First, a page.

Up to this point, her films had occasionally used music as a fragment of the montage ensemble. The early I Cat, for example, includes bursts of a mediaeval French song and Inuit imitations of animal noises. Parker herself plays the cello in En Route, as one of that film's performative actions. Later, the composer Max Eastley contributed a subtle soundtrack to the aquarium section of The Pool, although the 'natural' sounds in that film - such as the sound of moving bodies in the dance scene and of water in the swimming pool - are also semi-musical counterpoints to the image.

More recently however, in short works from 2000 to the present day, Parker has focussed directly on this relationship of music and film. The cello makes up a second body within the films. In Foxfire Eins, by Helmut Oehring, the cello is plucked and struck by both hands to play the abrupt and percussive score. Another contemporary composer, Volker Heyn, requires the cellist to play with two bows - one on the underside of the strings - for Blues in B-Flat. "The film opens in a music repair shop and we see the interior of the cello - the space where music resonates" (JP).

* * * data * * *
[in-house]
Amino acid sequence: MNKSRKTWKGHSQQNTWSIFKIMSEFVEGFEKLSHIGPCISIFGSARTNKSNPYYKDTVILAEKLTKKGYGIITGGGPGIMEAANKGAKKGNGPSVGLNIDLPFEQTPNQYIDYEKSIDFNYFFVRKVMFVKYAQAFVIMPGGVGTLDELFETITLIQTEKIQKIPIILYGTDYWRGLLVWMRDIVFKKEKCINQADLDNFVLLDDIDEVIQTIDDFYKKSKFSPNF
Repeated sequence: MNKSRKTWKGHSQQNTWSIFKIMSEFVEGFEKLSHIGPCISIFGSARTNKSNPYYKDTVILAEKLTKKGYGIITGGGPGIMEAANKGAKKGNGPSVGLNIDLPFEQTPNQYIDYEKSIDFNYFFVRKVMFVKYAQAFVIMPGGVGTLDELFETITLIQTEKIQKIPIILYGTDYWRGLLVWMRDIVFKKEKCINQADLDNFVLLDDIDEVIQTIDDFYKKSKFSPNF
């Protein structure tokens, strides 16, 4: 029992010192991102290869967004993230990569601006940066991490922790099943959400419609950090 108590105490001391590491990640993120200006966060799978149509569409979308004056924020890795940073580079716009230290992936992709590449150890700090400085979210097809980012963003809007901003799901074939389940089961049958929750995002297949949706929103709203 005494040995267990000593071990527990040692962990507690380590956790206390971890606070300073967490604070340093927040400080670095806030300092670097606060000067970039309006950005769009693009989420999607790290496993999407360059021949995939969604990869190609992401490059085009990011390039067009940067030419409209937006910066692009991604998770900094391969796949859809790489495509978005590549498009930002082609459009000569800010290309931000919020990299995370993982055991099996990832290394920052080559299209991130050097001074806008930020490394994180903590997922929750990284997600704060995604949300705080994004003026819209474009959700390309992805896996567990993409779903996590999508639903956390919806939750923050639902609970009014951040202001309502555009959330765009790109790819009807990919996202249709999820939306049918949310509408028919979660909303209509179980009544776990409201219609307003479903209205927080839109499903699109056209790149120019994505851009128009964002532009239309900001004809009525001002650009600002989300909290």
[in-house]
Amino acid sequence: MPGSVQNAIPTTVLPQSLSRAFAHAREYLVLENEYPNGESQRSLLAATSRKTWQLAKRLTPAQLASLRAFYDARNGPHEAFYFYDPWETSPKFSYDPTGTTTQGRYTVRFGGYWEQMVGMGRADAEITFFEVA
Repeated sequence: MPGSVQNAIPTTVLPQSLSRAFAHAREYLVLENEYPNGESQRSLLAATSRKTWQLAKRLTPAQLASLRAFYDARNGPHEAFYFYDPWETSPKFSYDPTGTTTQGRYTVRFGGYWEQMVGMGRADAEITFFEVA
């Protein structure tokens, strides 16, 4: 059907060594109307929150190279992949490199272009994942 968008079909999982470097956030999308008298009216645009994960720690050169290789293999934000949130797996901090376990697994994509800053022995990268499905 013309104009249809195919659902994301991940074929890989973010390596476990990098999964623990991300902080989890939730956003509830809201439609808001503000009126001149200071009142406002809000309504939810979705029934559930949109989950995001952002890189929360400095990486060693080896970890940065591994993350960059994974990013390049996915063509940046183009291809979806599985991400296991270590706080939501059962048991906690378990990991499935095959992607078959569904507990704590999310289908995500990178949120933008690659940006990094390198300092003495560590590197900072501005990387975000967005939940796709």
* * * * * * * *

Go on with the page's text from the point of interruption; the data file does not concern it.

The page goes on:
In Projection 1, by Morton Feldman, the graphic lines of the cello and strings, crossed by the moving bow, "mirror the graphic score from which this piece is played" (JP). The piece is played twice, seemingly without a break. In an illuminating essay on music and Jayne Parker for the catalogue 'Filmworks 79-00' (Spacex 2000), the painter Joan Key wrote that "Parker's films use slight dislocations of angle and viewpoint, like a cubist painting, to open up performance's continuity to speculation." This is thematized by a sequence in which the close-up bow cuts a diagonal line across an empty screen, in a dialogue between vision, motion, flatness, space, sound and picture.

Repetition is differently treated in 59 1/2 Seconds, by John Cage. Parker shot and edited several versions of this one-minute composition, and in projection they can be cut together in different orders. Because they repeat the music, and compel repeated viewings, these two films are more easily shown in gallery installation, as they were for screenings in 2000/1 at Spacex (Exeter), John Hansard Gallery (Southampton) and the Aldeburgh Festival, as part of a comprehensive tour of Parker's exhibition Foxfire Eins.